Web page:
Writing for his new Market Research Foundation organization, veteran electoral strategist Bill Wilson penned a column last week warning against “Republican” overconfidence heading into the 2014 midterm elections.

Wilson’s piece – “Don’t Believe The Spin: 2014 Elections Are Far From Settled” – drew extensively from his entity’s research in the 2013 Virginia governor’s race, which should have been a “Republican” romp.  Why wasn’t it?  According to Wilson’s analysis, Democrats turned out their core voters (especially blacks) using an aggressive, well-funded ground game – while simultaneously suppressing GOP turnout via a nasty air war.

Meanwhile the GOP made numerous mistakes – including failing to seize upon local issues that offered its candidates opportunities to pick up ideological allies among independent voters. GOP strategists also fell for planted stories about depressed black turnout – which rendered their polling inaccurate and led to the misappropriation of scarce campaign resources.

The result? A 56,000-vote loss for their candidate, Ken Cuccinelli.

A few days after Wilson’s piece made the rounds Sasha Issenberg – author of critically acclaimed election science book The Victory Lab – published an article in New Republic entitled “How The Democrats Can Avoid Going Down This November.” Her piece – which explores “the new science of Democratic survival” – affirms everything Wilson wrote.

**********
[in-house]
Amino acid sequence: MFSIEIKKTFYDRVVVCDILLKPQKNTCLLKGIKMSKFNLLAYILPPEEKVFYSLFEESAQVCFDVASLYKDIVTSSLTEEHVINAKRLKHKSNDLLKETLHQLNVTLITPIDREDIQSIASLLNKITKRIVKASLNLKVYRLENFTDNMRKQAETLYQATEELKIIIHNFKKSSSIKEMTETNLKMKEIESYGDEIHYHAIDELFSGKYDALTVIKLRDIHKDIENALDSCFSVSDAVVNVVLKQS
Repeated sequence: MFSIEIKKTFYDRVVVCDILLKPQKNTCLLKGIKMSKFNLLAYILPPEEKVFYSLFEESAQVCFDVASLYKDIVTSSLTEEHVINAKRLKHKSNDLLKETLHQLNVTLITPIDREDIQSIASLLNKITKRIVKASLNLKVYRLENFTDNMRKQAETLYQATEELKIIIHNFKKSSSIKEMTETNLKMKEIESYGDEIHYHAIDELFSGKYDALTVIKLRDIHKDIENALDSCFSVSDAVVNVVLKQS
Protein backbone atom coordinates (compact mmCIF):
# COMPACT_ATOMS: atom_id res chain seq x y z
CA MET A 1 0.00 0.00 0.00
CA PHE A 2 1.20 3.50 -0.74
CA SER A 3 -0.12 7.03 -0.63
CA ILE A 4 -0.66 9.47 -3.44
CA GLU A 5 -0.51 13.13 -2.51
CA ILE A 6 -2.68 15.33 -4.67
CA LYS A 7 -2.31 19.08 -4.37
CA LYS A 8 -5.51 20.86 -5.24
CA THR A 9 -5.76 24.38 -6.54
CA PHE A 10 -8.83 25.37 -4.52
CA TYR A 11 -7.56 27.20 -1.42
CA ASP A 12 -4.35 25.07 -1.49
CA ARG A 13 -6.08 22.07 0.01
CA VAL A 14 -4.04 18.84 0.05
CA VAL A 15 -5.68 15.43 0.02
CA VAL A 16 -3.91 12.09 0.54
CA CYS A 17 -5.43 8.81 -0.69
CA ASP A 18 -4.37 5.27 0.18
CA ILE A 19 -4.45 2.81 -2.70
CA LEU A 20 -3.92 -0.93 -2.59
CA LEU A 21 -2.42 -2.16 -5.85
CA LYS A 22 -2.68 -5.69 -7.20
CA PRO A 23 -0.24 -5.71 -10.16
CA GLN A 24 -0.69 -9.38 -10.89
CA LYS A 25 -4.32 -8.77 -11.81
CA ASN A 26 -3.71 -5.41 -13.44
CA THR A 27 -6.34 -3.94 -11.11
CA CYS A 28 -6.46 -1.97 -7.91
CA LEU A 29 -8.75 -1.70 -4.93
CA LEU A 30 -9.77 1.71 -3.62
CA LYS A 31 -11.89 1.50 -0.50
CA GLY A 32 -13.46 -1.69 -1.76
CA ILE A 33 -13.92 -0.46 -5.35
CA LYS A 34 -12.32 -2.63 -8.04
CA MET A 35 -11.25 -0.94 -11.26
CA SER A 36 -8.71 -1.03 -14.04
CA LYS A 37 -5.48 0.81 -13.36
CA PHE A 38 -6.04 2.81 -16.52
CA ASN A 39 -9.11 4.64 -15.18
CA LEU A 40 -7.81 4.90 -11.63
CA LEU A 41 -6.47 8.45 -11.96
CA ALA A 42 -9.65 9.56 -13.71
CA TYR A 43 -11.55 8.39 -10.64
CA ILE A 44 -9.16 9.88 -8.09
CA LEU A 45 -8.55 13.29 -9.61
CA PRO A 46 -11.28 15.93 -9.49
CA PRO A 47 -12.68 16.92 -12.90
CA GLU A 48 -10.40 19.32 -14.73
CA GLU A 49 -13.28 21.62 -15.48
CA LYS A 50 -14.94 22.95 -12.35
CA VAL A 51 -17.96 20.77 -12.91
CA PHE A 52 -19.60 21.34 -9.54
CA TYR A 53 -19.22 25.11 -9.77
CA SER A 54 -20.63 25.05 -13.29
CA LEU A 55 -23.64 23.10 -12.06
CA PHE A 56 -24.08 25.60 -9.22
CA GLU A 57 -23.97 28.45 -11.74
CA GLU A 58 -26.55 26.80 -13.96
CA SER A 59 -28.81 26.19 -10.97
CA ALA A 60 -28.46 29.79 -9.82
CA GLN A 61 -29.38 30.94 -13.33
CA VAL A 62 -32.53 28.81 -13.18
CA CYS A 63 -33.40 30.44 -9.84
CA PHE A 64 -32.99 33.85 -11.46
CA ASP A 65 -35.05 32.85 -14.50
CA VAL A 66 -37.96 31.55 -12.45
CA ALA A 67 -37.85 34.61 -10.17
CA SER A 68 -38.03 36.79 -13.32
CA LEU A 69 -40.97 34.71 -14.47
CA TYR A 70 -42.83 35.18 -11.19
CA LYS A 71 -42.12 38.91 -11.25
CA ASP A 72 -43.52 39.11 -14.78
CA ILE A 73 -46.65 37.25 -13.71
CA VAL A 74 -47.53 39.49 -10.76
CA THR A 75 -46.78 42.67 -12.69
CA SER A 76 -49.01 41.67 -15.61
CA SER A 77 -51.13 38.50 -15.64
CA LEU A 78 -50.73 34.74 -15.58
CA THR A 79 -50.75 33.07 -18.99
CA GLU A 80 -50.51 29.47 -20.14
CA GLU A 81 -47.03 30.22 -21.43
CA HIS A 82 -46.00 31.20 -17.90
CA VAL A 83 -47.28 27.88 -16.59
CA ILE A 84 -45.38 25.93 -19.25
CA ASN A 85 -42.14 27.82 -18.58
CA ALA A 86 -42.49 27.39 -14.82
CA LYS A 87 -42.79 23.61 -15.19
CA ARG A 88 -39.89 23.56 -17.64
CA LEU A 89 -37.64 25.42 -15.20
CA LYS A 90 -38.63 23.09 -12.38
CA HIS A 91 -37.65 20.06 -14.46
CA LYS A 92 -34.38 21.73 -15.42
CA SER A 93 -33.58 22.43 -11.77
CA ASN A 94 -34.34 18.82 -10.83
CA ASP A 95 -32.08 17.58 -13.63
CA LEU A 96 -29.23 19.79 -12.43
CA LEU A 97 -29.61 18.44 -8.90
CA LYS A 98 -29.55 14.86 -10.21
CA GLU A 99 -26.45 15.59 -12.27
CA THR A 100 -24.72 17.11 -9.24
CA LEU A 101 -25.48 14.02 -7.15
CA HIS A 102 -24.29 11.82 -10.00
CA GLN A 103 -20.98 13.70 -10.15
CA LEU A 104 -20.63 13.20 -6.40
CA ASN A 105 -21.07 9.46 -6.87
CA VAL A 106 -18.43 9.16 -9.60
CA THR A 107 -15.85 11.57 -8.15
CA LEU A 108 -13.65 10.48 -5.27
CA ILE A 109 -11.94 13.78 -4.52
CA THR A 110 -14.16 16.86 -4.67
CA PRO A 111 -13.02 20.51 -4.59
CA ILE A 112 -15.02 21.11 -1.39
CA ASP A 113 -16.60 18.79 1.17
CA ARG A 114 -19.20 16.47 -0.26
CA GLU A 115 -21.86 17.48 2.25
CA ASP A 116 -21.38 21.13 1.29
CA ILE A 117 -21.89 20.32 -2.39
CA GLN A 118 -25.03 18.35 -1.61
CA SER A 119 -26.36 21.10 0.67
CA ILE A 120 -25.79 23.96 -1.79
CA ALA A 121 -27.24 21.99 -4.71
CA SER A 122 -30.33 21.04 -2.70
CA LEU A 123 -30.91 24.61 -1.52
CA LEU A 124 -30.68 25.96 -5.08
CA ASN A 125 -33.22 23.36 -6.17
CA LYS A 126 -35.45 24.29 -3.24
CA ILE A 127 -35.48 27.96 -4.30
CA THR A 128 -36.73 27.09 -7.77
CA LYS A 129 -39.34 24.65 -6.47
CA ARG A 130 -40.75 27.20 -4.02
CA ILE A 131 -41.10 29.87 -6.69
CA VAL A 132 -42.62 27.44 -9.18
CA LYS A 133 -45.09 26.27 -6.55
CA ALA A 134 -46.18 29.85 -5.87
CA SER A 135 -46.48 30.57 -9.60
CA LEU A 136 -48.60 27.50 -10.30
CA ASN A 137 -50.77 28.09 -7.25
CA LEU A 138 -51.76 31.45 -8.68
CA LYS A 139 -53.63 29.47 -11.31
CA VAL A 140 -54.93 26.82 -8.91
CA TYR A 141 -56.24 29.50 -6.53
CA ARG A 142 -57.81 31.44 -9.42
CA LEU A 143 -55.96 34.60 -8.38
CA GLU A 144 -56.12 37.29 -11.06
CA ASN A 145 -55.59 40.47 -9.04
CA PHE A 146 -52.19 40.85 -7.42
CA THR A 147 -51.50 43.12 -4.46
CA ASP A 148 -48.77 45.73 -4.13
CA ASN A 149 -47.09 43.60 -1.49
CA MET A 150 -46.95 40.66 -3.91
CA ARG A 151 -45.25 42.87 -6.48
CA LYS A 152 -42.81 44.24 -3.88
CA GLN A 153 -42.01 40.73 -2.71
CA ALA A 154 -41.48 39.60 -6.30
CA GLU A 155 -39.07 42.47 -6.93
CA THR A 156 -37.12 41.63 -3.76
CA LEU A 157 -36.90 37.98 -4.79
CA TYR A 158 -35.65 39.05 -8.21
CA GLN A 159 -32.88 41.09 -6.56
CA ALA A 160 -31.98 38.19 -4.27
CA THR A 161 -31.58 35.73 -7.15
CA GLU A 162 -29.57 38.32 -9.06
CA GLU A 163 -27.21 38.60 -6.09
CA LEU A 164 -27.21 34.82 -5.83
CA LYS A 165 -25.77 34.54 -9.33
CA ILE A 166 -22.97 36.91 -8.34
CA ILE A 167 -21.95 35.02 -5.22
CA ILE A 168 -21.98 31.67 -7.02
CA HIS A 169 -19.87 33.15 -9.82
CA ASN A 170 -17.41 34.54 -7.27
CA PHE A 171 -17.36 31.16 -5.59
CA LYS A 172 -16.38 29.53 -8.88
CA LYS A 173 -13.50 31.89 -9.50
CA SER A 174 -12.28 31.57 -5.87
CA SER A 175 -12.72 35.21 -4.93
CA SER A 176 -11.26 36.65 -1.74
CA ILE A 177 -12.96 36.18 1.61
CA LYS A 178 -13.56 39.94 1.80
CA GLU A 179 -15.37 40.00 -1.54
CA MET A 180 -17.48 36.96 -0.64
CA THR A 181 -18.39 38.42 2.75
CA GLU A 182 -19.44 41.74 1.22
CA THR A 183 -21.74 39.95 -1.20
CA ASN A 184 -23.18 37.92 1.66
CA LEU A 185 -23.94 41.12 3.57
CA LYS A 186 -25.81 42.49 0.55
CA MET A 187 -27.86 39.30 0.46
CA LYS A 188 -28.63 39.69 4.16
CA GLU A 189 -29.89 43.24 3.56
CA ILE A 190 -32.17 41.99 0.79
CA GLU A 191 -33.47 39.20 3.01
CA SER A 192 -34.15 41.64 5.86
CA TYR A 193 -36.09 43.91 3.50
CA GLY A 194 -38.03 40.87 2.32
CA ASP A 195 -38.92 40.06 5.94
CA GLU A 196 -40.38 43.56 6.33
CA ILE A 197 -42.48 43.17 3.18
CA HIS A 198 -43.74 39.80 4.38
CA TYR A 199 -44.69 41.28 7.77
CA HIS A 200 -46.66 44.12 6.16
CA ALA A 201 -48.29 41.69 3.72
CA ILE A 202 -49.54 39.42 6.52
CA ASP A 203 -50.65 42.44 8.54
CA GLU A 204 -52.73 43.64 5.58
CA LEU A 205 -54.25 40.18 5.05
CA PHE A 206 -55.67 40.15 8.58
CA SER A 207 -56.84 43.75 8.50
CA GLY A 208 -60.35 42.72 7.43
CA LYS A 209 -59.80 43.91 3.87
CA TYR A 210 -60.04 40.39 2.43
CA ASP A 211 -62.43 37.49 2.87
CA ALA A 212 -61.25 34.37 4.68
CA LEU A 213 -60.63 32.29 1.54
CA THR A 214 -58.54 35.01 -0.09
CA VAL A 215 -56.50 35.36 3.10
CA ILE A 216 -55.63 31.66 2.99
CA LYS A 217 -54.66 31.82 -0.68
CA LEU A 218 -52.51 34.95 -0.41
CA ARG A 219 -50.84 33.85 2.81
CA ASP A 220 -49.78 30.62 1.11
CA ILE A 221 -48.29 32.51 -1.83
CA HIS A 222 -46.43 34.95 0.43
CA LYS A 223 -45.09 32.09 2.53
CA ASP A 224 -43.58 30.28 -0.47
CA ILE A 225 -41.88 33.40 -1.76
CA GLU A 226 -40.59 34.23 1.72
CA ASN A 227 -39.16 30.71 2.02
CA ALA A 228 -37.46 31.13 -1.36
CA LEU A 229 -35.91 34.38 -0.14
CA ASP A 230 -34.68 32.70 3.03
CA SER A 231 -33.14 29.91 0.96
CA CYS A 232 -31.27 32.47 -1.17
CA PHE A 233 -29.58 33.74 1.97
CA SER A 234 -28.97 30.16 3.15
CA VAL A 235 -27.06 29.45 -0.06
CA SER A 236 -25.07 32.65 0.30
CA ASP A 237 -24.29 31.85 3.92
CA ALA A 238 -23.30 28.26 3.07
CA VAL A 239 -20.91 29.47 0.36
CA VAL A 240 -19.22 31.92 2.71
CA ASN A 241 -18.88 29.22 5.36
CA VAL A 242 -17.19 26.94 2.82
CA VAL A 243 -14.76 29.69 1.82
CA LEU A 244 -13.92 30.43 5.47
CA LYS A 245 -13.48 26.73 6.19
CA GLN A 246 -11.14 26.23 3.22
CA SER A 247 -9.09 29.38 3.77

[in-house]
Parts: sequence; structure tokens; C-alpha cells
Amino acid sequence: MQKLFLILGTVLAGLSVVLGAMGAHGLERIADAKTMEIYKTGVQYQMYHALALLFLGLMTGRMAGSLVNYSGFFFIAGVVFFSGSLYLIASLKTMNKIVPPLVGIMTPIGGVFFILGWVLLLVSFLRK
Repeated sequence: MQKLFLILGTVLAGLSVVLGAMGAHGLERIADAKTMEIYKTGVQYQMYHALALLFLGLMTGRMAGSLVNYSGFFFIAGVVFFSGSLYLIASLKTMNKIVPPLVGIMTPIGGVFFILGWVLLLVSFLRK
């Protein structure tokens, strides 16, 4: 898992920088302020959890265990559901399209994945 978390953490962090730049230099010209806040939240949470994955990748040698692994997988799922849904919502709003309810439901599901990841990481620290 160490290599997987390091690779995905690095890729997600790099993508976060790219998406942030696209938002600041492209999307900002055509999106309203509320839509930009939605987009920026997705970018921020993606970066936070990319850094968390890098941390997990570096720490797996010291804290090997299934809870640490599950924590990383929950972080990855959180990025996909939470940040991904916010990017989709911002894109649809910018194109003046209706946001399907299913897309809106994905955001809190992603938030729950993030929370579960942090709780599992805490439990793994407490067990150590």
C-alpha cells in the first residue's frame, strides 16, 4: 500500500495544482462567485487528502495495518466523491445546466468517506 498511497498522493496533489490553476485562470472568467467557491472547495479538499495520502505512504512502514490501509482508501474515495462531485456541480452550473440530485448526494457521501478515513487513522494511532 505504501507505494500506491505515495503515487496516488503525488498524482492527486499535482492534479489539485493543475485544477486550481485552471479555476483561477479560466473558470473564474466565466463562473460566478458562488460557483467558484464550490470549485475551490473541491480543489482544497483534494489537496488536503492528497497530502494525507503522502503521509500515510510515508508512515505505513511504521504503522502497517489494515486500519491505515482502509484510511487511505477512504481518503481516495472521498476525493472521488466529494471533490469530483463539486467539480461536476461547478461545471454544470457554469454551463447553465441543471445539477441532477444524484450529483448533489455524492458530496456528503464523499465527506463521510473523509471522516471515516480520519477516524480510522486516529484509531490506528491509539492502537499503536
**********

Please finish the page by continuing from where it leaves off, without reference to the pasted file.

Specifically, Issenberg reveals the Democratic strategy to court “Unreliables” – i.e. voters who cast ballots in presidential elections but take a pass on the midterms.

“The strategists engineering the party’s campaigns now have at their disposal databases containing the names of every Unreliable voter in the country, as well as guidance on where, how, and when they can be reached,” she writes. “Democratic analysts have developed predictive models to anticipate which voters are most likely to actually open and read their mail.”

Sheesh … that sounds almost NSA-ish.

In Virginia, Market Research Foundation reports reveal the extent to which Democrats were able to turn out votes in black strongholds – ultimately boosting 2013 African-American participation to 2012 levels (an astounding accomplishment).

“These same tactics – mass African-American mobilization combined with suppression of the GOP vote via negative attacks – will be employed in 2014 on a much broader scale,” Wilson notes in a follow-up post. “And possibly with similar perception-defying results.”

In other words not only does the GOP have to deal with ongoing defections in its own ranks, it must also gird itself for a credible Democratic challenge in 2014.

Wilson is right. “Don’t believe the spin.”